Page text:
Especially in regions with colder climates, trout are one of the most popular sport fish in North America. Since they can put up quite a fierce fight, trout are very popular freshwater game fish much sought after by anglers. Read on to be ready for your next trout fishing trip!
Get to know trout
The two main types of habitat for trout are still waters (e.g., lakes and ponds) or moving waters (e.g., rivers and streams). They’re usually found in cool freshwater, around 50–60 °F or 10–16 °C.
Trout lay their eggs in a gravel nest which is then dug out by the female on the streambed between the months of fall and spring. Young trout are also called troutlet, troutling, or fry.
There are primarily two genera of trout, Oncorhynchus and Salvelinus. Some Salvelinus species are also referred to as chars. Chars often have darker-colored bodies with reddish or cream-colored markings. Their teeth, which are located on the head of the vomer rather than its shaft, further set them apart. Included under the Salvelinus genus are the brook trout, Dolly Varden trout, lake trout, and bull trout. On the other hand, Oncorhynchus trout often have lighter-colored bodies with red or black markings. They have fewer teeth, which are located on the front and shaft of the vomer. The cutthroat trout, rainbow trout, and golden trout are all members of the genus Oncorhynchus.
Lake trout (Salvelinus namaycush) is a freshwater char. It is regarded both as a game fish and a food fish. Many of North America's bigger lakes are home to lake trout. They have long lifespans, spanning up to decades, and can reach weights of up to 30 kilograms (66 lb).
Finding trout in lakes
As mentioned above, trout prefer to live in cool freshwater that provides them food or protection from predators. Insects, crabs, tiny fish, and their eggs, make up their diet. If you’re looking for trout in lakes, a good place to start would be spots near or above aquatic vegetation. Look around logs, stumps, rocks, or other structures near stream inlets where streams pouring into lakes or ponds are providing cold, fresh water and probably a supply of food.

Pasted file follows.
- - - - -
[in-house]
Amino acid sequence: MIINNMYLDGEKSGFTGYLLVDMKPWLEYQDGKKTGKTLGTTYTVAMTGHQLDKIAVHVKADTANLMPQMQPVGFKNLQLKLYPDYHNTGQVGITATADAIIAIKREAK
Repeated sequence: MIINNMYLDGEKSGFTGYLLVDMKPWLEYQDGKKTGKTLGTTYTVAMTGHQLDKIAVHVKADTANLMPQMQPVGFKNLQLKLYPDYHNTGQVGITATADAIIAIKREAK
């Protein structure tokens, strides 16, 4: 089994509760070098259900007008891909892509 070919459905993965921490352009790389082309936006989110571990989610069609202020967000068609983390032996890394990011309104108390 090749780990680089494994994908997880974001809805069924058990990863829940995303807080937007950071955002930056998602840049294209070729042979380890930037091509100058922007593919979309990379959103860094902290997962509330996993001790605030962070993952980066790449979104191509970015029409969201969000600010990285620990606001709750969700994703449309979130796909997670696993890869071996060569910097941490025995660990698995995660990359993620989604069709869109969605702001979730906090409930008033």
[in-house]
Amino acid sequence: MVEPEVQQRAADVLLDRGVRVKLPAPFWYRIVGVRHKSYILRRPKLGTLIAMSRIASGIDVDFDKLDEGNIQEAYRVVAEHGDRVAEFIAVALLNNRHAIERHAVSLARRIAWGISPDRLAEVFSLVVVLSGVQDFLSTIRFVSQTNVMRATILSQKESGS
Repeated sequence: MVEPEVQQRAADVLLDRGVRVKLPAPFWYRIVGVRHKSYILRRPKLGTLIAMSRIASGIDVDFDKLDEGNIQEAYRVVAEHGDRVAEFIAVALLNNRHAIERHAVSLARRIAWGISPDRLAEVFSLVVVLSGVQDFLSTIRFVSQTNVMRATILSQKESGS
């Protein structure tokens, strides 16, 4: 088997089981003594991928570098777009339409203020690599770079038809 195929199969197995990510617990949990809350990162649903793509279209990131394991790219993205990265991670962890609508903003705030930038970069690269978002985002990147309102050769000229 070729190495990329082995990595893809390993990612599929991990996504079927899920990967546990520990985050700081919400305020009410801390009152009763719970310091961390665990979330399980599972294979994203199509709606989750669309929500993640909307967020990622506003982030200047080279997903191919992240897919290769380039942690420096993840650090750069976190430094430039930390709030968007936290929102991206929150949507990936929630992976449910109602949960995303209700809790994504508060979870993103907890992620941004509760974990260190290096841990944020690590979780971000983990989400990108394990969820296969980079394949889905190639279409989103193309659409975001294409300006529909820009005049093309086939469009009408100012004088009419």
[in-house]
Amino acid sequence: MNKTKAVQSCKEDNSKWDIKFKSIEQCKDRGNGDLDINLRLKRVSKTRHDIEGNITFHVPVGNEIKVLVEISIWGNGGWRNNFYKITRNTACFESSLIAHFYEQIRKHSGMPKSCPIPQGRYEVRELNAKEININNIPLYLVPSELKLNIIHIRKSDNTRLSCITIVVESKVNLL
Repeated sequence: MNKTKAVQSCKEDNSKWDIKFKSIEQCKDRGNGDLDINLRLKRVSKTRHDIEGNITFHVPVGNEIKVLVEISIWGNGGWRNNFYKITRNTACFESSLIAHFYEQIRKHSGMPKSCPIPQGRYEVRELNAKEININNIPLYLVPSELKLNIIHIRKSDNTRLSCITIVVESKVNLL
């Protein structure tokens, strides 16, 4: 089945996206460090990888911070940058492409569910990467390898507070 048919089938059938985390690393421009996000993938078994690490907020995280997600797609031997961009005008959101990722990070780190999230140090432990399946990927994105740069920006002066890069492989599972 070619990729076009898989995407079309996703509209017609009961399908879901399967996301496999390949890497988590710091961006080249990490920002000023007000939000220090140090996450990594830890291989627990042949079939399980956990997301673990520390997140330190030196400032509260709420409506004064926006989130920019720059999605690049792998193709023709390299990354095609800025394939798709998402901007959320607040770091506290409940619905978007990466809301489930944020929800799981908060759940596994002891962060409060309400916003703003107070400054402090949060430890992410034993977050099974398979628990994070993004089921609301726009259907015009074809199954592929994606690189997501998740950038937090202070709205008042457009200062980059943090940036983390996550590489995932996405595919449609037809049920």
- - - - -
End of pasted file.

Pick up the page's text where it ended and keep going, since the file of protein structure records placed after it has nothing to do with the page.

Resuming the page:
How to catch trout and the best baits and lures
One of the oldest and most commonly used methods to catch trout is fly fishing. Bottom fishing is also found to be effective in still waters, especially as trout frequently cruise just above the bottom in search of food. Jigging is also an effective technique because of its irregular action, which mimics injured fish.
Trout are not particularly picky eaters. Considering their diet, anglers can experiment with live bait such as crickets, minnows, fish eggs, and nightcrawlers. It's easy to trick wild trout using natural baits or synthetic lures that closely resemble natural ones, too.
Gear for catching trout
To go fishing for trout in lakes, all you need is a rod and reel, along with a modest assortment of lures, bait hooks, bobbers, and artificial bait.
It is recommended to use a medium-weight rod about six or seven feet in length, paired with a spinning reel and four- to six-pound monofilament line. Lake trout prefer light lures, so stock up on small sinkers, swivels, hooks, and bobbers as well.
You can also use a depth finder to catch trout. When fishing after winter, keep your lure or bait between 10 feet and the surface. In the middle of spring, keep it between 35 and 45 feet deep. In late spring, keep it between 50 and 65 feet deep. In the summer, keep it at the 53-degree thermal layer.
When to catch trout
Trout are cold-blooded and their body temperatures mimic the temperature of the water they swim in. Considering this, you might find it useful to keep this as a general rule: if the air temperature is uncomfortable for you — too cold or too hot — it will also be uncomfortable for them.
As they prefer low temperatures, spring and autumn are the most ideal seasons to fish for trout on lakes at lower elevations since the water is colder and the trout are more active during these times. Early in the spring, trout eat in more areas of the lake and for longer stretches of the day, increasing your chances of success all around the lake.
In summer, however, you’ll have to look for trout in deeper waters, when trout are seeking cooler water and safety from predators. In the summer, lake trout are most active between dawn and 11:00 a.m., especially in calm waters and with high air pressure.
When it comes to the time of day, you will probably have better luck at any time with overcast conditions since lake trout like to avoid bright lights. You can also choose to go fishing between dawn and 11 a.m. or at dusk. During these times, lake trout will feel more at ease to venture out, and they also bite more when the bugs are more active.
From bait to behavior, you now have everything you need to know about catching trout in lakes! If you’d like to learn more about catching other fish, you might be interested in How to Catch Flounder by Fisher Mel! Make sure to keep these trivia and tips in mind before heading out for another great day on the water.